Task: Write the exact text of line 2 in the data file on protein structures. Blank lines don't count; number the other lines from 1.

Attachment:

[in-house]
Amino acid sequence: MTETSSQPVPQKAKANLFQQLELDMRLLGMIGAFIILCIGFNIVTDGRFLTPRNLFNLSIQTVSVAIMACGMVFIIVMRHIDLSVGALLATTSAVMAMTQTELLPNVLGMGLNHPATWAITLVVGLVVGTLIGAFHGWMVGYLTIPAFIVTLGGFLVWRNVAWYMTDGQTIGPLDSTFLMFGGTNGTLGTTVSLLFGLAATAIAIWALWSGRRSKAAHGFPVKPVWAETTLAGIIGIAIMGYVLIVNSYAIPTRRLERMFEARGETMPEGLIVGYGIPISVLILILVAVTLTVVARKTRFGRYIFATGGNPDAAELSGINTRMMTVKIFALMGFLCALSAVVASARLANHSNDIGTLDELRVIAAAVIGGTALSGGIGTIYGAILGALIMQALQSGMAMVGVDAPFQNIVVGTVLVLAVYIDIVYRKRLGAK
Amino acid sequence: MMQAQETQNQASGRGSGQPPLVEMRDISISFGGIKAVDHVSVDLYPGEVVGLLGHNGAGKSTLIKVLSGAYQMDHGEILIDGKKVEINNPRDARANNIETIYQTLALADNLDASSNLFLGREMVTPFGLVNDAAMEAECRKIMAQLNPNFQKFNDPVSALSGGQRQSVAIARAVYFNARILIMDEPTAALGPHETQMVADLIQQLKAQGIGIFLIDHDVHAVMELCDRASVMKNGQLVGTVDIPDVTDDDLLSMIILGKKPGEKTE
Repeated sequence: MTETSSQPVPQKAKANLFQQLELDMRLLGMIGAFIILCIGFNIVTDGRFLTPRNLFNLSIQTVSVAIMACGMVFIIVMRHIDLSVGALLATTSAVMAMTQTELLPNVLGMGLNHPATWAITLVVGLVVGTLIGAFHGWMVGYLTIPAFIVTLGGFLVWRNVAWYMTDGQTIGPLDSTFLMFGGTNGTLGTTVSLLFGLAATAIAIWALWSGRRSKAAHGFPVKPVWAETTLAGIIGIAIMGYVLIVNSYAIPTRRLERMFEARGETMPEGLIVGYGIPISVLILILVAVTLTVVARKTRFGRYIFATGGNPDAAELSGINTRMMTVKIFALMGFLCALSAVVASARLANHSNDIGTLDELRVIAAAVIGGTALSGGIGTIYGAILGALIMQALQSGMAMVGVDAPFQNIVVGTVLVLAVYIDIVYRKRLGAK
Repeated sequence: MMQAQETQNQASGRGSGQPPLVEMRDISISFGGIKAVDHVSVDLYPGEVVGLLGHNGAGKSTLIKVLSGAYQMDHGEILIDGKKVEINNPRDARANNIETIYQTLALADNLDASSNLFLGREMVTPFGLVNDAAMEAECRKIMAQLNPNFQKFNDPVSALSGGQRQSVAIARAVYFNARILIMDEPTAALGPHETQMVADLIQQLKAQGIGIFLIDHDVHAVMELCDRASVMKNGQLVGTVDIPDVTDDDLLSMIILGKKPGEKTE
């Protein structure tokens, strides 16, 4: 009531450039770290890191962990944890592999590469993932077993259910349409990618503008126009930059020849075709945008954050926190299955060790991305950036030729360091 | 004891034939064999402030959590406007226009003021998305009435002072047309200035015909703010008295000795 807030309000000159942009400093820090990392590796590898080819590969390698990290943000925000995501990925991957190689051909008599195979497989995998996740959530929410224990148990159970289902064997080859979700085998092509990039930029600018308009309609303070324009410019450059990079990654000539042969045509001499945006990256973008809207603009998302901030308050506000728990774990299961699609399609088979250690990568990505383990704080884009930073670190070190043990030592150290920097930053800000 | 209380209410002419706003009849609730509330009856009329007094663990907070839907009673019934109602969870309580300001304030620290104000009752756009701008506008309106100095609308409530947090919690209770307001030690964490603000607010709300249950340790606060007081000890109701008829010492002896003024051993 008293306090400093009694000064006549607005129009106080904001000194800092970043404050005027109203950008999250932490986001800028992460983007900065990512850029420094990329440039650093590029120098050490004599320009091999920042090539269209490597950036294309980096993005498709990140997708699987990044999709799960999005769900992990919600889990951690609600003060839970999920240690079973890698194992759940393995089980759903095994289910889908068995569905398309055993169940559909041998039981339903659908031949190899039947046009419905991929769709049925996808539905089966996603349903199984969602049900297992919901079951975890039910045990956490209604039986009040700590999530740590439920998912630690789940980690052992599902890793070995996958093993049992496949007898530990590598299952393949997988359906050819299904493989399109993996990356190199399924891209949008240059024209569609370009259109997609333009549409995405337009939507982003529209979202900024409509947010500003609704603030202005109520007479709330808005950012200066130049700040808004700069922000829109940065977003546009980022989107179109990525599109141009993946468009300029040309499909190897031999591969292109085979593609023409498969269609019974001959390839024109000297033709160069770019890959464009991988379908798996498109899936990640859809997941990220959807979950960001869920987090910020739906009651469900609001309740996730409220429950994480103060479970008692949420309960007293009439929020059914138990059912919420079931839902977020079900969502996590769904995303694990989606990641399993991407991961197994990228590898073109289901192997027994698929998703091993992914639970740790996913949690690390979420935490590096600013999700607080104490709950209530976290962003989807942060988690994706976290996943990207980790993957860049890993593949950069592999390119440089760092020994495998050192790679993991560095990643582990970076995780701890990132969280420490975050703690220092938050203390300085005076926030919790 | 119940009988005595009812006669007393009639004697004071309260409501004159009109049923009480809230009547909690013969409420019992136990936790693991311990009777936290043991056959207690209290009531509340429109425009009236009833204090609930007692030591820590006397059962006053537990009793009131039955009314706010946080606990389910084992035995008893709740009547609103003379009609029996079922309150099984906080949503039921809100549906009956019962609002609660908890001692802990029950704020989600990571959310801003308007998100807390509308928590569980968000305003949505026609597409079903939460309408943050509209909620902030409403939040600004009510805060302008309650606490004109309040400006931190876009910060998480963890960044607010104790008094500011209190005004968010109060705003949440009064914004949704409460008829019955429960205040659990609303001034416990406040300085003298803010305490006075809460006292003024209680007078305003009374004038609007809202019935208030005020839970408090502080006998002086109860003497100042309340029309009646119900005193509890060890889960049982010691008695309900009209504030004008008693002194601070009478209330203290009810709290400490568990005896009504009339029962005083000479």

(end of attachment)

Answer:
Amino acid sequence: MTETSSQPVPQKAKANLFQQLELDMRLLGMIGAFIILCIGFNIVTDGRFLTPRNLFNLSIQTVSVAIMACGMVFIIVMRHIDLSVGALLATTSAVMAMTQTELLPNVLGMGLNHPATWAITLVVGLVVGTLIGAFHGWMVGYLTIPAFIVTLGGFLVWRNVAWYMTDGQTIGPLDSTFLMFGGTNGTLGTTVSLLFGLAATAIAIWALWSGRRSKAAHGFPVKPVWAETTLAGIIGIAIMGYVLIVNSYAIPTRRLERMFEARGETMPEGLIVGYGIPISVLILILVAVTLTVVARKTRFGRYIFATGGNPDAAELSGINTRMMTVKIFALMGFLCALSAVVASARLANHSNDIGTLDELRVIAAAVIGGTALSGGIGTIYGAILGALIMQALQSGMAMVGVDAPFQNIVVGTVLVLAVYIDIVYRKRLGAK